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MarketingSherpa Email Summit 2015 - SAVE $700 - VIP PRICING ENDS THURSDAY
Nov 28, 2007
How To

How to Use Customer Surveys to Track Leads - 5 Tactics to Keep Them From Getting Lost

SUMMARY: Getting feedback on leads passed onto a sales team often frustrates marketers who generate them. What happened? Did any leads turn into new business?

Find out what a company that develops lead-management systems for manufacturers did to create a continual link between sales and marketing teams. Includes five steps to create a lead-surveying program that works.
Lead-generation marketers share a common source of frustration: Trying to get feedback on the leads they pass along to the sales team. How many of those leads turned into closed deals? What happened to the ones that didn’t pan out? Can any be brought back for further nurturing?

Closing the loop between marketing and sales is always tricky. It’s even harder when you’re managing leads for companies that sell through distributors and dealers.

“It’s tough to get salespeople to report back when they work for you, much less when the sales force is made up of independent businesses,” says Jennifer Jurgens, VP Client Services, MarketNet Services, which develops lead-management systems for manufacturers. “They have this inner fear that the manufacturer is going to cut them out of the picture and go with direct sales, so they don’t want to give you any feedback whatsoever.”

Jurgens turned to a simple strategy to gather the data she needed on lead performance: a customer-satisfaction survey program that follows up with all leads piped into the sales channels. The survey asked customers about their experience, if they purchased a product and, if not, why a deal couldn’t be struck.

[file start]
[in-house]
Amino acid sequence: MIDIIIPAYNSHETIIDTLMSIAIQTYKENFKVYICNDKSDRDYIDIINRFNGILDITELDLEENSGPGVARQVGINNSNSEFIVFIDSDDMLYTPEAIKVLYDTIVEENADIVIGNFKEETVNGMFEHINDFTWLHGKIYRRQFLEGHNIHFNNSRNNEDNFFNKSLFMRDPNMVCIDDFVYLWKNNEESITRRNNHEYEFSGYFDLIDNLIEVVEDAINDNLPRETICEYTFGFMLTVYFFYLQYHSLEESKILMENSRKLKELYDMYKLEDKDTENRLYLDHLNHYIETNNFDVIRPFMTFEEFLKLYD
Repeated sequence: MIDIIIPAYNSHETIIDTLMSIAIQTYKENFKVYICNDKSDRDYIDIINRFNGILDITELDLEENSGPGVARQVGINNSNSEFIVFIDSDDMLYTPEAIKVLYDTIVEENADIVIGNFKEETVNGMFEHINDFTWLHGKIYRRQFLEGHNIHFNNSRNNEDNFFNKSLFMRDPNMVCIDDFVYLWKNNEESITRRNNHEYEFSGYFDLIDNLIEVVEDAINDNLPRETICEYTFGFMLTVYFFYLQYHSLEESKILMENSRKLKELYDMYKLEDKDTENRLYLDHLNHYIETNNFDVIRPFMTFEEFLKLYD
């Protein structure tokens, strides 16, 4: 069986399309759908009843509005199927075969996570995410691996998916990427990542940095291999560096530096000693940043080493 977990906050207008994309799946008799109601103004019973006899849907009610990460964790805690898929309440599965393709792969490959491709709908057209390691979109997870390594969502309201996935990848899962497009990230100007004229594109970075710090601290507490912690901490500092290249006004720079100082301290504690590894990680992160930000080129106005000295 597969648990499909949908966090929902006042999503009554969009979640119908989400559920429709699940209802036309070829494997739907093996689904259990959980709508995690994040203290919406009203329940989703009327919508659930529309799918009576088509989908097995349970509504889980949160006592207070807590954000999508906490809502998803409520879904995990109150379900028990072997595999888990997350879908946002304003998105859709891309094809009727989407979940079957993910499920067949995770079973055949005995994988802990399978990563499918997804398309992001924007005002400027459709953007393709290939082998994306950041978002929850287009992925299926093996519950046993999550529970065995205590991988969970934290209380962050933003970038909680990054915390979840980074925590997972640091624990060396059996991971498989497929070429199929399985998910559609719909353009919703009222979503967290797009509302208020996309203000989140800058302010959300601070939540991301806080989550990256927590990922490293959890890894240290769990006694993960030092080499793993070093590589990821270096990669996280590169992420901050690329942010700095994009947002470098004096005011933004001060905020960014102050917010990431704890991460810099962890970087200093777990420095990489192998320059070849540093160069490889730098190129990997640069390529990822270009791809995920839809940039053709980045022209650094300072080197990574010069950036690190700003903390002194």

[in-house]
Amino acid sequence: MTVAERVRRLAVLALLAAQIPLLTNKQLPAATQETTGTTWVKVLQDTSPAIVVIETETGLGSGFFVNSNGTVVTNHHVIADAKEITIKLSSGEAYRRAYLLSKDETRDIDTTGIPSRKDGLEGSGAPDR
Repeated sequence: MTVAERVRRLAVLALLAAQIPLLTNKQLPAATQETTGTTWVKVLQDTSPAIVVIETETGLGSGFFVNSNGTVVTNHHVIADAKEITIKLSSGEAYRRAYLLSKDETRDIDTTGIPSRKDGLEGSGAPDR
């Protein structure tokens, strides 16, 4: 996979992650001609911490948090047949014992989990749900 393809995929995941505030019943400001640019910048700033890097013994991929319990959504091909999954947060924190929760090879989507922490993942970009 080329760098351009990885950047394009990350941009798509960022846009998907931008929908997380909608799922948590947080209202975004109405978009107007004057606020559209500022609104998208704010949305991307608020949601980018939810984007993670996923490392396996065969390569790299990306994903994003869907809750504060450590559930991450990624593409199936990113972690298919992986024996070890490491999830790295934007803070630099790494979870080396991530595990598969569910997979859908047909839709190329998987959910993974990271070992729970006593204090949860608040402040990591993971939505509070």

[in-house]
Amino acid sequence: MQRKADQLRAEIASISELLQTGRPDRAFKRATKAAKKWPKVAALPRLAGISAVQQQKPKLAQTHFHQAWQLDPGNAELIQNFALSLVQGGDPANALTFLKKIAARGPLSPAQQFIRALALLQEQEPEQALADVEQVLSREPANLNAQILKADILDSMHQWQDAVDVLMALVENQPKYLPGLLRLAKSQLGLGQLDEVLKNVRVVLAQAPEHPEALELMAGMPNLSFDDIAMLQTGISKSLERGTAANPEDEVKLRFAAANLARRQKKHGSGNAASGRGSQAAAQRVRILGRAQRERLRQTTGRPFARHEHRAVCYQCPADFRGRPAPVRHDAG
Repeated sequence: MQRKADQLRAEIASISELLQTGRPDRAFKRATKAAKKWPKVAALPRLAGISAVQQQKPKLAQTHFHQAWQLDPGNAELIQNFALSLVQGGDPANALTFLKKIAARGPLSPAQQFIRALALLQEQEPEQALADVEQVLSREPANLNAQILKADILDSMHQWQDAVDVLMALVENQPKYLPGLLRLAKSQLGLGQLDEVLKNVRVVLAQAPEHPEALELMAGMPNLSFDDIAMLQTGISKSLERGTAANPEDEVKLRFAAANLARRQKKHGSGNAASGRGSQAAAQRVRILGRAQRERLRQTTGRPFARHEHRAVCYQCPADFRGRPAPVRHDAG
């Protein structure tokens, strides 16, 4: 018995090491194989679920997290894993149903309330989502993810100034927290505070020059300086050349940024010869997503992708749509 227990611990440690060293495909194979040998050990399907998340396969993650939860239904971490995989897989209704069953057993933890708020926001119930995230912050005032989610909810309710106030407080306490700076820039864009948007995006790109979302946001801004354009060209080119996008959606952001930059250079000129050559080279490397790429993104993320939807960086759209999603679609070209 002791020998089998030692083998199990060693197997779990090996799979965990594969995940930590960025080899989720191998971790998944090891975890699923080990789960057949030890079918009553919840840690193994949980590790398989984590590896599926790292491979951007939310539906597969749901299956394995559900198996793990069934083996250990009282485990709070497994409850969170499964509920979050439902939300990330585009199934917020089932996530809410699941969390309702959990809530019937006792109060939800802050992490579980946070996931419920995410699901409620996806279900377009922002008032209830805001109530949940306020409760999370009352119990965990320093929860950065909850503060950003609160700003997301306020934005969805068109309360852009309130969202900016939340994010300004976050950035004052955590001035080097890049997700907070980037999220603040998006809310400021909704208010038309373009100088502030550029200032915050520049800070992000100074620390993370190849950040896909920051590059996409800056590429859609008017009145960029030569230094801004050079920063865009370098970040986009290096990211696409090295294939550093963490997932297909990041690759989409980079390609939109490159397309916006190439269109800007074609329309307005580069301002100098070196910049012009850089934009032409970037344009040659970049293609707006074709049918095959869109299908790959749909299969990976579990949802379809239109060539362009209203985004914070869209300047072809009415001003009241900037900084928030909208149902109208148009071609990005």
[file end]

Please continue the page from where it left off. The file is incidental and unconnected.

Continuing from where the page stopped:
The data has helped clients develop clear metrics on which marketing programs are most successful. Even better, the surveys reheat cold leads and nurture them for future opportunities.

Jurgens outlines the survey tactics she employs, which marketers can adapt for their own sales teams. Here are her five tactics:

-> Tactic #1. Ask questions that elicit standard responses for annual comparison.

Jurgens’ team spent a lot of time planning the questions they asked in their surveys. They wanted to ask each prospect the same questions in every situation to deliver apples-to-apples comparisons for each campaign. “When you ask the same questions year after year, you can develop wonderful trend data.”

Jurgens limited surveys to 10-15 questions so they weren’t too time-consuming or overwhelming. To cull a list, she recommends scrutinizing each potential question to determine if it can get an actionable answer: information that marketers can use to measure and improve campaign performance.

Here are examples of questions used in her surveys, with the action or measurement the answers support:

- Did you purchase a product?
Answers feed sales extrapolations.

- What did you purchase? (Options were offered in drop-down menus).